Every single Flyers and Canadiens site is going to break down all of the little plays—all of the turning points in Games 1 and 2. People who have been following both teams for the entire season know the intricacies of their own team like outsiders wouldn’t understand. It’s like getting in your car and driving down the road when you hear a funny noise. Your passenger might not know anything is wrong, but you would because you drive your car everyday. Same principle.
But the other side of that coin is that sometimes fans are so involved in their team, they can’t be objective. Nor do they see the obvious things that everyone else seemingly sees. It’s the whole “Can’t see the forest for the trees” syndrome. Fans can go ahead and try to explain how the Habs lost because of a left wing failing to pick up his man in the zone, or Montreal was the toast of the postseason with their upsets of the Capitals and Penguins. But two games into their Eastern Conference Finals series against the Flyers and those 8 wins are seem as distant as the next Maple Leafs draft pick.
So what the hell happened? Did they just wake up on Sunday and start sucking? Well, not exactly.
More than any magical statistic, Montreal is running into a stylistic problem. It’s not sexy, nor terribly original to talk about players going to the net—but that’s the major story through the first 2 games. Neither the Caps, nor the Pens had many players willing to do it. On the other hand, it’s the Flyers bread-and-butter. Put them together and we can see why the Habs were able to escape their first 2 series, yet are getting crushed to begin the Eastern Finals.
People swooned over how great Jaroslav Halak was playing to start the playoffs. There’s no doubt that a goaltender has to be on top of his game to stone the types of players that make up the Pens and Caps. But it’s not like either of the opponents made life difficult for Halak. He wasn’t dealing with the same kind of traffic that guys like Roberto Luongo or Evgeni Nabokov were forced to handle. He was able to see almost every puck shot in his general direction—and made the saves accordingly. He was solid—spectacularly solid (if that makes sense).
One of the biggest question marks around the Flyers was Michael Leighton and how he’d be able to bounce back from injury. We’ll, we’re 120 minutes into the series and it looks like Leighton has answered those questions pretty loudly.
There has to be more, right? Yep, there is—but again, don’t expect any earth shattering smoking guns here.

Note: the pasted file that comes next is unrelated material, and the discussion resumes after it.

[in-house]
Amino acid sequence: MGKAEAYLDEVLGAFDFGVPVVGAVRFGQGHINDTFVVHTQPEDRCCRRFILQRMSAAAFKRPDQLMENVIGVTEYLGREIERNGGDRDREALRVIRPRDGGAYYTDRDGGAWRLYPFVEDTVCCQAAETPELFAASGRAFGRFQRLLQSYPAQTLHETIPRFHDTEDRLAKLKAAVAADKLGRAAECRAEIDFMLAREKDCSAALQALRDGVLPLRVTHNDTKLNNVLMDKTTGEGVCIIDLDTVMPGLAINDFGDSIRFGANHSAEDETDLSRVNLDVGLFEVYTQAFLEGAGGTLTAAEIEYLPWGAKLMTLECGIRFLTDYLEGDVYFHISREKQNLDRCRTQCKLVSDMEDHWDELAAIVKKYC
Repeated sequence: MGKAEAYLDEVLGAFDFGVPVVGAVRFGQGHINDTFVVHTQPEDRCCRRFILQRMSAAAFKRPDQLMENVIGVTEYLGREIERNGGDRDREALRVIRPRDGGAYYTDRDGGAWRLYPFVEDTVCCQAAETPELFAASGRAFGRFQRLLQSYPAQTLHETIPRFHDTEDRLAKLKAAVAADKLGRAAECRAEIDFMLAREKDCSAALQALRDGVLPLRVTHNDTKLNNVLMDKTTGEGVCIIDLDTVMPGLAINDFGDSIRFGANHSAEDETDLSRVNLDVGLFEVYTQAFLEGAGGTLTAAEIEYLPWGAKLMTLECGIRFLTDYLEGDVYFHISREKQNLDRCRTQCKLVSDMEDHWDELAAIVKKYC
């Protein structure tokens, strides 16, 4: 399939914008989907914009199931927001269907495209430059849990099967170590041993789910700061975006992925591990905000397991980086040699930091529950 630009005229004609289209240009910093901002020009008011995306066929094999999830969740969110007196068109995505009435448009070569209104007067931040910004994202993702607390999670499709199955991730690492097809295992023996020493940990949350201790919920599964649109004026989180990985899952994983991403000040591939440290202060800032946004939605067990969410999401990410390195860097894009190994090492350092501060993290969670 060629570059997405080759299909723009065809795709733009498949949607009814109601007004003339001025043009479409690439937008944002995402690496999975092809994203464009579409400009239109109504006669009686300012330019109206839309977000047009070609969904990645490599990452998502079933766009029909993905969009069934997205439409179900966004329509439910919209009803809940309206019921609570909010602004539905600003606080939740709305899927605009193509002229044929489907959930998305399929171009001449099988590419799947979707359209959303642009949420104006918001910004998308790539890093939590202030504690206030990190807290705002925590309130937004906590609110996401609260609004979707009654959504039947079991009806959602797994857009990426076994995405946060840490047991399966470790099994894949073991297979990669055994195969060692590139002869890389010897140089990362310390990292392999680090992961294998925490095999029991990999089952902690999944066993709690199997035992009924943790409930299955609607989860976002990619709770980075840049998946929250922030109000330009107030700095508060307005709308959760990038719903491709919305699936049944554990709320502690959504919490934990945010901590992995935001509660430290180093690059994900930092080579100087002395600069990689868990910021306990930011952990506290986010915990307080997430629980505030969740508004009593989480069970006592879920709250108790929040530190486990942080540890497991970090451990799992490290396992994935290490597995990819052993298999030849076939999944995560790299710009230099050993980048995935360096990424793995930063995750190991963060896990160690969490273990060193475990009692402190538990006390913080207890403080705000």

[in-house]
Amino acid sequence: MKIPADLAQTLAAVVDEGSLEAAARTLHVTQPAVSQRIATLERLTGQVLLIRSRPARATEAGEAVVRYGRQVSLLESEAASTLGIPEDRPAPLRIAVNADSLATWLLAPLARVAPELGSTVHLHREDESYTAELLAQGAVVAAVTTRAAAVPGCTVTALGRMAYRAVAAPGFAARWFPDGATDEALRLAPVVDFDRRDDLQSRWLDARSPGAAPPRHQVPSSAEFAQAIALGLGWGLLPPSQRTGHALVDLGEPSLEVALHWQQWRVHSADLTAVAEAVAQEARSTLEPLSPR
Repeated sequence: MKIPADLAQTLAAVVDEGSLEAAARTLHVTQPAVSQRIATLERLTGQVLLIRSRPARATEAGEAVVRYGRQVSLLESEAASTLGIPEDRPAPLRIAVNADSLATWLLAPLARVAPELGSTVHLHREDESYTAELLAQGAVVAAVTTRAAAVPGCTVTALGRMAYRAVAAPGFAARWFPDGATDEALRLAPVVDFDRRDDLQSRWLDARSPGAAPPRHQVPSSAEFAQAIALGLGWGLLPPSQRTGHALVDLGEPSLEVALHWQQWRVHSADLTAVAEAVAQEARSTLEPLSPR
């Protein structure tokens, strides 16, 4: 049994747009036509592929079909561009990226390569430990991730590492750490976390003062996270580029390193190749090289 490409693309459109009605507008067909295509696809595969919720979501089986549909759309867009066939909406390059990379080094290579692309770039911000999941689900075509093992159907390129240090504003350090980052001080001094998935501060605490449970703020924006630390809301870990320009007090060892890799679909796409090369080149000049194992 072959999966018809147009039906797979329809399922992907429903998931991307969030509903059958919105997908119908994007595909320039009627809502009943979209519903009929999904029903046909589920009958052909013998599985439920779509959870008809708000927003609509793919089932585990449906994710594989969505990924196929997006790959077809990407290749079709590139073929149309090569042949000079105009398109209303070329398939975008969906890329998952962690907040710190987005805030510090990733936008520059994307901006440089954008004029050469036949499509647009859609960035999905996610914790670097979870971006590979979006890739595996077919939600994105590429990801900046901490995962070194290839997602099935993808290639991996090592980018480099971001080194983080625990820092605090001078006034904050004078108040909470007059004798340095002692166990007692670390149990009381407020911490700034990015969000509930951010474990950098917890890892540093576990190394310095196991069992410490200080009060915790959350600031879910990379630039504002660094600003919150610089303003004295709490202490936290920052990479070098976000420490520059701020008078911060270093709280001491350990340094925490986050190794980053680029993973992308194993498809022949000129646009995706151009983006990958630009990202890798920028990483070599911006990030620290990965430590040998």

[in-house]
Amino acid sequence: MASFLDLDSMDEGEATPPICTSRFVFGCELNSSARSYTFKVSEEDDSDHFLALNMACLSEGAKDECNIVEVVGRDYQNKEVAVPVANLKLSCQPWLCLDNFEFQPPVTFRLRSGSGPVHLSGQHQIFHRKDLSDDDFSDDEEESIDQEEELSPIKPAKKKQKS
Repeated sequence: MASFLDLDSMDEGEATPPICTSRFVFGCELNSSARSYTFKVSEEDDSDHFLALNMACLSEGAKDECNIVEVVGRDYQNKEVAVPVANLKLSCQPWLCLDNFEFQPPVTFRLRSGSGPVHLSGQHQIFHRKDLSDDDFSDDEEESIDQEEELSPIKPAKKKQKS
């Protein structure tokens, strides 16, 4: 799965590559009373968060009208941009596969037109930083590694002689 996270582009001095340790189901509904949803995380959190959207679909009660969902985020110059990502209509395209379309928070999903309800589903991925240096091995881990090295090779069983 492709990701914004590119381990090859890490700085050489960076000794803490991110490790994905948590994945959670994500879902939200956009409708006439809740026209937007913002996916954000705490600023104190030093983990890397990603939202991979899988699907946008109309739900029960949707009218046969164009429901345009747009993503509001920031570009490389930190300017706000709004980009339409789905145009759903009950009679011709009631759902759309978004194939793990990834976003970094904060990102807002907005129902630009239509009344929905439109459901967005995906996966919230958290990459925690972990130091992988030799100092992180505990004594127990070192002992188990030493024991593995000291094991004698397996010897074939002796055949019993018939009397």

The Habs have been carried offensively by one line. They played two teams that lacked a serious shut-down defender. In this series, Chris Pronger is the type of lockdown guy that the Habs haven’t faced thus far. And now they’re entering Game 3 and they’re still looking for their first goal of the series.
Like I said—it’s not exactly earth-shattering. This just in: To be successful in the playoffs, you need to crash the net and have scoring depth. If I was a consultant and these were my expert opinions, my client would look at me and just wait for me to get to the good stuff. Unfortunately, in this series, that IS the good stuff. If you look any deeper, you’re missing the point.
Look, it’s not like we’re dealing with one of the elite teams in the leagues here. I’ve loved watching the Habs run of success as much as anyone, but the fact of the matter is they are an 8th seed that only managed 88 points this season. That would have been good enough to tie for 12th in the Western Conference.
The Flyers have an entire team that crashes the net and have a shutdown defenseman. For all of their accolades, you can’t say the same thing for either the Caps or Pens. You know the old saying, “The harder you work, the luckier you get?” The Flyers are working harder than the Penguins or Capitals ever did—and they’re getting all of the bounces that the Canadiens were getting in the first 2 rounds. They’re out Habbing the Habs.
Is it really that simple? Something to think about.
With all of that being said, the Habs have only lost the first 2 games on the road. Technically, that’s kind of expected, right? Optimists can tell you that they just need to take care of the games at home and win a single game on the road. Could be Game 1 or 2. But then again, it could be Game 5 or 7. But (pessimists) realists will tell you that Games 1 and 2 could NOT have gone any worse.
So what do you think? Is there anything the Habs can do to reverse Flyers’ style of play? Or should Flyers fans start scouting the Sharks and Blackhawks? Let us know in the comments!